For the second year in a row, LPL Financial said it had added 500 net new advisors.
That brings it close to crossing 13,000 in the total number of affiliates for a company chief executive Mark Casady calls an “outsourcing agent” for financial advisors.
LPL Financial provides an integrated platform of technology, brokerage and investment advisory services to independent financial advisors and financial advisors at regional and community banks and credit unions across the country.
When it went public in November of last year, LPL said it planned to add about 400 net new advisors a year, according to Casady.
Last year, it achieved that by adding 288 advisors organically, the company said in its annual report for the year, and adding 206 from the acquisition of National Retirement Partners, in December. That brought the 2010 total of net new advisors to 494.
That put the year-end overall total at 12,444.
In a presentation Wednesday at the Nasdaq OMX Investor Program held in London in conjunction with Morgan Stanley, Casady said the company had added more than 500 net new advisors in 2011.
That was through the end of September, suggesting that the firm may already have crossed the 13,000 mark, in its universe of advisors.
The company had 7,006 advisors at the end of 2006. A series of broker-dealer acquisitions pushed that to 11,089 at the end of 2007.
Casady said the 500 additions puts LPL “at number two” in the industry in 2011, behind Merrill Lynch. Last month, Bank of America said its “financial solutions” business had reached its goal of adding 1,000 advisers this year.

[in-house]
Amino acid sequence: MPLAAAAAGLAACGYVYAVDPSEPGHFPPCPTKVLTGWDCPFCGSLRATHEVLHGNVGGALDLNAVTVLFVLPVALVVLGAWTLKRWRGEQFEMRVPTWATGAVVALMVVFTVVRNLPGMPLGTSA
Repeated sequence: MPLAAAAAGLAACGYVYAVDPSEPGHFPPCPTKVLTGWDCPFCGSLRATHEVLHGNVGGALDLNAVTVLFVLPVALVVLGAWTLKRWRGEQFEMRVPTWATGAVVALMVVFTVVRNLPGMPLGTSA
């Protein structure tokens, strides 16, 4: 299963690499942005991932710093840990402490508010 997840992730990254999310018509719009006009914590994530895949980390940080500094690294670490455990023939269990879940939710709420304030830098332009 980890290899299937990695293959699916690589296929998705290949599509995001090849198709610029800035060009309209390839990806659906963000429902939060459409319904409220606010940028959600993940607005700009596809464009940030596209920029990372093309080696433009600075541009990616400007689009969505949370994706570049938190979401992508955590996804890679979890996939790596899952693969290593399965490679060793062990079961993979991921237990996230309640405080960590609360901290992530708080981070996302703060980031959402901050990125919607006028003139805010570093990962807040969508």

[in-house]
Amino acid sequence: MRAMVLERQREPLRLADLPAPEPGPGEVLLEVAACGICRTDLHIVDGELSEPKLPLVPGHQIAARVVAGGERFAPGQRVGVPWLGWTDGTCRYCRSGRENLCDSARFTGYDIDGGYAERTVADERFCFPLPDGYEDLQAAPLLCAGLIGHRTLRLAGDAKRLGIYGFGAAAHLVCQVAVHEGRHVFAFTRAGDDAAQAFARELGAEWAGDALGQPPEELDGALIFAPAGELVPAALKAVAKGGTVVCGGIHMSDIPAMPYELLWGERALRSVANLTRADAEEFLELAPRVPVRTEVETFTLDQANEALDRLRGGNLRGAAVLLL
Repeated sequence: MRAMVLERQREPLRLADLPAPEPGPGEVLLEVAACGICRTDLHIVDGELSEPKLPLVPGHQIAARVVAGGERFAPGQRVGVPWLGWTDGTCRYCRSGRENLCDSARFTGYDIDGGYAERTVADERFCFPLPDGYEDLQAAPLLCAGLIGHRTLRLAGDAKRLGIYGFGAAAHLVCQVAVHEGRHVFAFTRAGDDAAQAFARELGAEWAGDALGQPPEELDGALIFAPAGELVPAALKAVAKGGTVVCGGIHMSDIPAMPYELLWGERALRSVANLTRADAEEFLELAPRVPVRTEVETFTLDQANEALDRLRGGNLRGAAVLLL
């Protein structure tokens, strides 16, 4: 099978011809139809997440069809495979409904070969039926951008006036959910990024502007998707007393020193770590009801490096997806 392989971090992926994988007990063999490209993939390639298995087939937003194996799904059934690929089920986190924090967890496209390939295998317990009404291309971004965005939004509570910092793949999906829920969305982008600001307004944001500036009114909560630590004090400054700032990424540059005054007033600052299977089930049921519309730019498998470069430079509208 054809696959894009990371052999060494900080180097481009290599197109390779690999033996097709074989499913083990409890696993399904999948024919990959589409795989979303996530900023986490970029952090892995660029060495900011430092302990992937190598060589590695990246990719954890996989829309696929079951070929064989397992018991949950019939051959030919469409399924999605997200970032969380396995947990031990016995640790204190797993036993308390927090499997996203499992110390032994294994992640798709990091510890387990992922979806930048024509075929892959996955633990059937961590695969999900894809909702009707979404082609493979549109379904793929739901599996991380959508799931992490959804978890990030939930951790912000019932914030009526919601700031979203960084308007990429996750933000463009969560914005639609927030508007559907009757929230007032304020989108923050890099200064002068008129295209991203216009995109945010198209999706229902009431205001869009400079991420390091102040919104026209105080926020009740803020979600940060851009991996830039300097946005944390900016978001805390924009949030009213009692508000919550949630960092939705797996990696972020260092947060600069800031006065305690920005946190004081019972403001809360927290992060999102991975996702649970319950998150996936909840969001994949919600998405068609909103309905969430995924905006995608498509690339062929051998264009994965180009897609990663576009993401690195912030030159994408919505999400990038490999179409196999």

The additions of the new advisors, though, preceded LPL’s announcement that it was raising fees it charges to advisors for the services it provides.
“We just announced a couple of fee changes recently, one where we’re cutting charges for transactions and equities in our advisory business, from $15 down to $9,’’ Casady said. That cut in the transaction fee should lead to a “nice increase in volume,’’ he said, which would benefit advisors and “overwhelm the cut in fees.”
Meanwhile, he acknowledged the company is raising standing fees it charges to advisors, by about $1,000 a year.
The increases, he noted, included hikes in affiliation fees as well as errors & omissions insurance.
The fee changes, which take effect on the first of the year, include:
- Affiliation fees. An increase from $125 a month to $175 month, for advisor in branches with four or fewer advisers. In offices with five to 11 advisors, a fee of $600 a month is being replaced by a fee of $125 an advisor. In branches of a dozen or more advisors, the fee increases from $50 a month per head to $100.
- Errors & omissions insurance. This will increase to $2,750 a year per advisor, from $2,500.
- Compliance fee. Up $200, to $600 a year.
- Outside business activity fee. Up $100, to $600 a year.
“Importantly, we’re able to raise fees on our advisors about $1,000 per advisor for the entire system,’’ Casady said at the London investor program. “So, roughly 13,000 people have seen essentially an inflationary increase that’s come as a result of our examination of our costs and the need to charge a bit more in a number of areas, like affiliation fees, E&O insurance, in areas where we see costs going up.’’
Taking in $1,000 more from each of 13,000 advisers represents a boost of $13.0 million next year to LPL’s annual revenue. For the nine months ending September 30, 2011, the company reported net revenue of $2.7 billion.
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